US 2682596 A
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Description (OCR text may contain errors)
June 29, 1954 D, B, Cox ET AL 2,682,596
y METAL FOIL HEATING DEVICE Filed Jan. 30, 1951 Patented June 29,* 1954 OFFICE METAL FOIL HEATING DEVICE Duncan B. Cox and John L. Cox, Woodbury, N. Y.
Application January 30, 1951, Serial No. 208,528
This invention relates to an improved heating device and to an improved blank for a heating device. Our invention has particular relation to a metallic foil heating element and it is an object of the invention to provide a metallic foil element which is adaptable and flexible so that it may be readily adapted to meet different installation and service requirements.
A further object is the provision of an improved electric heating device in the form of a metallic foil electric current path having means for distributing the current flow over a relatively wide area at the points of reversal of direction of Acurrent flow so as to prevent local overheating and fusing at these points.
Another obj-ect of the invention is the provision of an improved blank for an electric heating device which may be readily completed either at the factory or at the point of installation to form a heating device having the desired characteristics to meet the installation or service requirements for a particular job.
Other objects include the provision of an improved heating element or heating element blank of the above indicated type which is simple and inexpensive to manufacture, install or use, which is safe and eliminates or minimizes danger from re and under normal conditions of operation will give satisfactory service over a long period of time.
In the accompanying drawing- Fig. 1 is a plan view of a heating device embodying our invention with a portion of the foil heating element broken away so as to reveal the backing sheet of insulating material; and
Fig. 2 is a transverse sectional view on the line 2-2 of Fig. 1.
Our improved heating device is in the form of a panel consisting of a heating element 5 made of metallic foil and a backing sheet 6 made of suitable insulating material.
The foil may be made from any suitable metal or alloy which can be formed into foil and which can serve as an electric heating element as, for instance, lead, tin, zinc, aluminum and stainless steel. For this purpose We prefer to use a thin foil less than-.002 in thickness made from lead or an alloy of lead with 1 to 4% antimony, or an alloy of lead having 1 to 4% tin or tin and antimony or a foil made of lead or the indicated lead alloy having a very thin coating of tin. Foil made from the preferred metal or alloys has a melting point which is high enough to make a practical heating element while at the same time it is low enough to fhprovide the advantages of safety and automatic 6 Claims. (Cl. 201-69) fusing if excessive temperatures are reached. Also a foil made from lead or the indicated alloys has a relatively high resistance so that the desired resistance and heat output can be obtained while, at the same time, using a relatively Wide foil path. f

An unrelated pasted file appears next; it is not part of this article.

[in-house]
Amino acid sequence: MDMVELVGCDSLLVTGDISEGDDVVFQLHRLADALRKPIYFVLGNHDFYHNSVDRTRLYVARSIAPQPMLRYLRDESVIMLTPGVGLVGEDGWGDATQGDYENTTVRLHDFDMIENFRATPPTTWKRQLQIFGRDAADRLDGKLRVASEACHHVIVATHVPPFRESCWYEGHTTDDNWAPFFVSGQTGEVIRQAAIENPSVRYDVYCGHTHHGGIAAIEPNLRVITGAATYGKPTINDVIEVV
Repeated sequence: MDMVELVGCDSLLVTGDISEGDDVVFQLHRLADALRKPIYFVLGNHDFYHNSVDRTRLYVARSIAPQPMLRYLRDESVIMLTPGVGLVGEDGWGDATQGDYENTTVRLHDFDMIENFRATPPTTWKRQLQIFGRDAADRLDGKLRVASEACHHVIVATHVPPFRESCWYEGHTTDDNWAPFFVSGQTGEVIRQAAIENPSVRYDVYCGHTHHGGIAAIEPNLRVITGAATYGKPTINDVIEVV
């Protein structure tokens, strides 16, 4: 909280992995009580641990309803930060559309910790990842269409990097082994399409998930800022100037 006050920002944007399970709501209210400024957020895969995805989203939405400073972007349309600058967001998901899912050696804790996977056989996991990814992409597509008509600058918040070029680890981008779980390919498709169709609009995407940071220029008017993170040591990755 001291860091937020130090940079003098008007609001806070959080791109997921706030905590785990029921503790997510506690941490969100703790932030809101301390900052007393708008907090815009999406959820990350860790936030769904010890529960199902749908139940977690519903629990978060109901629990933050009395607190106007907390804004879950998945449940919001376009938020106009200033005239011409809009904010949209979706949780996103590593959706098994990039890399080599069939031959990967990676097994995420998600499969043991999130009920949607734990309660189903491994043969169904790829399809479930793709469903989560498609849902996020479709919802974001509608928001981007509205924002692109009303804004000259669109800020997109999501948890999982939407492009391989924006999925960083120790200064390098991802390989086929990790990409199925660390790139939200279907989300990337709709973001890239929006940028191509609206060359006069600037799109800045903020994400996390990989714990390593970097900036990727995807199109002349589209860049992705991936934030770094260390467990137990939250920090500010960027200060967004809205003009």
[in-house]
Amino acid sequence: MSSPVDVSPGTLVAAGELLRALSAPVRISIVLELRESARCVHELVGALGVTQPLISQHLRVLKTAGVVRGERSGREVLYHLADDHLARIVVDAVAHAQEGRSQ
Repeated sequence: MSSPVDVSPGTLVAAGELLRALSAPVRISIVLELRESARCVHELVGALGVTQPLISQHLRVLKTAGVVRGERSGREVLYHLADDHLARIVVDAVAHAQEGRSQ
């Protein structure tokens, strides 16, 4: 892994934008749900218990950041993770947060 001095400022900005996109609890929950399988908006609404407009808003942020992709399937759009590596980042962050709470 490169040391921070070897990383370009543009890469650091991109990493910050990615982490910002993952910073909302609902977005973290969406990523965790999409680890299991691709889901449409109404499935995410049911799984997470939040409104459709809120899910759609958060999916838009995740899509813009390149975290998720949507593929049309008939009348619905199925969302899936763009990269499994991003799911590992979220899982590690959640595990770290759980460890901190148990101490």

The insulating backing sheet E may be applied to one or both surfaces and is made from suitable insulating material such as cellulosevor asbestos paper, fabric, or Woven or felted glass fibre. The illustrated backing sheet is in the form of a ilexible sheet of Woven glass libre. However, under certain circumstances a rigid insulating panel such as a pressed wood or a molded panel or the like may be employed.
The foil is laminated to the insulating backing sheet by a suitable adhesive such as casein or silicone adhesives as may be required to withstand the operating temperatures and other conditions Without adverse effect and which will not affect or interfere with the conducting or resistance characteristics of the unit.
A shown, the foil is cut by a series of slits into a continuous, endless current path 'l of appropriate width throughout its length. This may be accomplished by providing the foil sheet with a first set of slits 8 extending inwardly from one edge of the sheet and a second set of slits 9 in alternate relationship with the slits B and offset longitudinally with respect to the slits 8. There is one more slit 9 than there are slits 8 so that the outer slit at each side of the panel consists of one of the slits 9 with the result that the outer courses of the foil path connect with the remainder of the path at the top of the sheet as viewed in Fig. l, forming a continuous foil path. A transverse slit I0 connects the lower end of the slits 9 so as to complete the endless foil path across thebottom of the panel.